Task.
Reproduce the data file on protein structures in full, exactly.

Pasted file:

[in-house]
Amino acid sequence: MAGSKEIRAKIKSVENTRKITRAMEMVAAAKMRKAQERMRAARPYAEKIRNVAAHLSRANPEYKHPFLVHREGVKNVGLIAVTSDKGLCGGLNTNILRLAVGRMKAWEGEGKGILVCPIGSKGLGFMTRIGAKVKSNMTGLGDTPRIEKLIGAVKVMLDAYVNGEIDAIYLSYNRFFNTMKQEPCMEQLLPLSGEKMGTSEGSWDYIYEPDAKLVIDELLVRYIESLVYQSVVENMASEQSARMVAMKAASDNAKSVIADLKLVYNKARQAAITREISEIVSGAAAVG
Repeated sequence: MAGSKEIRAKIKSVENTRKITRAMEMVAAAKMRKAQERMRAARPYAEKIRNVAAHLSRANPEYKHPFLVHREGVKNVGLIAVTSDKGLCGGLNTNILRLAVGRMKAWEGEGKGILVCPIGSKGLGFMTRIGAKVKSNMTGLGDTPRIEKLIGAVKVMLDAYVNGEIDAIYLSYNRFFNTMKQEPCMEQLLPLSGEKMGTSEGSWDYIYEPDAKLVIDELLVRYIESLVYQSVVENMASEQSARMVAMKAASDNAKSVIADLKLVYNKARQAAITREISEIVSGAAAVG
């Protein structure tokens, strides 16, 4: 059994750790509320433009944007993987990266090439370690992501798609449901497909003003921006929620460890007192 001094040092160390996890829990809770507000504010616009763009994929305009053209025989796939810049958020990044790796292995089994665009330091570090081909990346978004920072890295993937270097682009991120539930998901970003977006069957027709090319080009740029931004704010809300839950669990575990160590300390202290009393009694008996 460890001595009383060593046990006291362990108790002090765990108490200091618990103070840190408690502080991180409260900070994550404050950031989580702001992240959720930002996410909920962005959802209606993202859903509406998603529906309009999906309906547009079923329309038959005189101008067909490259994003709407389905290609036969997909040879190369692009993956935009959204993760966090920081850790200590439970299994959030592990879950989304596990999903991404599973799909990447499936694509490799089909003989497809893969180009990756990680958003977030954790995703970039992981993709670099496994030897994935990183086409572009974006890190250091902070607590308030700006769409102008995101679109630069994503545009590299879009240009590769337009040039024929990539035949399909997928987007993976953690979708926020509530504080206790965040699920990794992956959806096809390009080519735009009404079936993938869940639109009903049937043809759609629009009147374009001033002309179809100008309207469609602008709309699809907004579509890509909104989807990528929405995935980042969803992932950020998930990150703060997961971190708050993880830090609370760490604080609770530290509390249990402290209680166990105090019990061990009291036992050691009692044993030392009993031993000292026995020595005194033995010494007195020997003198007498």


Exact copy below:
[in-house]
Amino acid sequence: MAGSKEIRAKIKSVENTRKITRAMEMVAAAKMRKAQERMRAARPYAEKIRNVAAHLSRANPEYKHPFLVHREGVKNVGLIAVTSDKGLCGGLNTNILRLAVGRMKAWEGEGKGILVCPIGSKGLGFMTRIGAKVKSNMTGLGDTPRIEKLIGAVKVMLDAYVNGEIDAIYLSYNRFFNTMKQEPCMEQLLPLSGEKMGTSEGSWDYIYEPDAKLVIDELLVRYIESLVYQSVVENMASEQSARMVAMKAASDNAKSVIADLKLVYNKARQAAITREISEIVSGAAAVG
Repeated sequence: MAGSKEIRAKIKSVENTRKITRAMEMVAAAKMRKAQERMRAARPYAEKIRNVAAHLSRANPEYKHPFLVHREGVKNVGLIAVTSDKGLCGGLNTNILRLAVGRMKAWEGEGKGILVCPIGSKGLGFMTRIGAKVKSNMTGLGDTPRIEKLIGAVKVMLDAYVNGEIDAIYLSYNRFFNTMKQEPCMEQLLPLSGEKMGTSEGSWDYIYEPDAKLVIDELLVRYIESLVYQSVVENMASEQSARMVAMKAASDNAKSVIADLKLVYNKARQAAITREISEIVSGAAAVG
């Protein structure tokens, strides 16, 4: 059994750790509320433009944007993987990266090439370690992501798609449901497909003003921006929620460890007192 001094040092160390996890829990809770507000504010616009763009994929305009053209025989796939810049958020990044790796292995089994665009330091570090081909990346978004920072890295993937270097682009991120539930998901970003977006069957027709090319080009740029931004704010809300839950669990575990160590300390202290009393009694008996 460890001595009383060593046990006291362990108790002090765990108490200091618990103070840190408690502080991180409260900070994550404050950031989580702001992240959720930002996410909920962005959802209606993202859903509406998603529906309009999906309906547009079923329309038959005189101008067909490259994003709407389905290609036969997909040879190369692009993956935009959204993760966090920081850790200590439970299994959030592990879950989304596990999903991404599973799909990447499936694509490799089909003989497809893969180009990756990680958003977030954790995703970039992981993709670099496994030897994935990183086409572009974006890190250091902070607590308030700006769409102008995101679109630069994503545009590299879009240009590769337009040039024929990539035949399909997928987007993976953690979708926020509530504080206790965040699920990794992956959806096809390009080519735009009404079936993938869940639109009903049937043809759609629009009147374009001033002309179809100008309207469609602008709309699809907004579509890509909104989807990528929405995935980042969803992932950020998930990150703060997961971190708050993880830090609370760490604080609770530290509390249990402290209680166990105090019990061990009291036992050691009692044993030392009993031993000292026995020595005194033995010494007195020997003198007498």